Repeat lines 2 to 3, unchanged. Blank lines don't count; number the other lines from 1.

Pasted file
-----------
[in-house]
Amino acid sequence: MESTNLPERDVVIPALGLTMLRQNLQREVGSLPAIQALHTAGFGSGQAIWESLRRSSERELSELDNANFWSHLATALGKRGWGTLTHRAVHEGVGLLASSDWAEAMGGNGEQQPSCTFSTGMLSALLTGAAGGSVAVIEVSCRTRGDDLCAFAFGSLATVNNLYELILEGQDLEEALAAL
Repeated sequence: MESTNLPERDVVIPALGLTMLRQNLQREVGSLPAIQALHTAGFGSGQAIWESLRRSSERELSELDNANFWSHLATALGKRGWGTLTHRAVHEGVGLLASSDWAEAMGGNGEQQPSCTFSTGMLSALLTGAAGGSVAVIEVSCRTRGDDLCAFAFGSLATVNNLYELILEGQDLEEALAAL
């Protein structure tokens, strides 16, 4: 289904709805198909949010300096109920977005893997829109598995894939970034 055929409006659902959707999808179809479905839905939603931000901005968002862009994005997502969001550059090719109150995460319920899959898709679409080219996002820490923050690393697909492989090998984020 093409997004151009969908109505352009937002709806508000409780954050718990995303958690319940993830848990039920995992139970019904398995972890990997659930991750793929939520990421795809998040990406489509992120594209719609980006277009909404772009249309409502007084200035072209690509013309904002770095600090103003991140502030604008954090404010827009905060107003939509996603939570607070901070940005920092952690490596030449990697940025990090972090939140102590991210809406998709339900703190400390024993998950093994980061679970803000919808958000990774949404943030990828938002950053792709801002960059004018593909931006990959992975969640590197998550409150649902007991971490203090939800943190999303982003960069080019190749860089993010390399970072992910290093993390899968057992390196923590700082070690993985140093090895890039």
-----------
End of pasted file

Amino acid sequence: MESTNLPERDVVIPALGLTMLRQNLQREVGSLPAIQALHTAGFGSGQAIWESLRRSSERELSELDNANFWSHLATALGKRGWGTLTHRAVHEGVGLLASSDWAEAMGGNGEQQPSCTFSTGMLSALLTGAAGGSVAVIEVSCRTRGDDLCAFAFGSLATVNNLYELILEGQDLEEALAAL
Repeated sequence: MESTNLPERDVVIPALGLTMLRQNLQREVGSLPAIQALHTAGFGSGQAIWESLRRSSERELSELDNANFWSHLATALGKRGWGTLTHRAVHEGVGLLASSDWAEAMGGNGEQQPSCTFSTGMLSALLTGAAGGSVAVIEVSCRTRGDDLCAFAFGSLATVNNLYELILEGQDLEEALAAL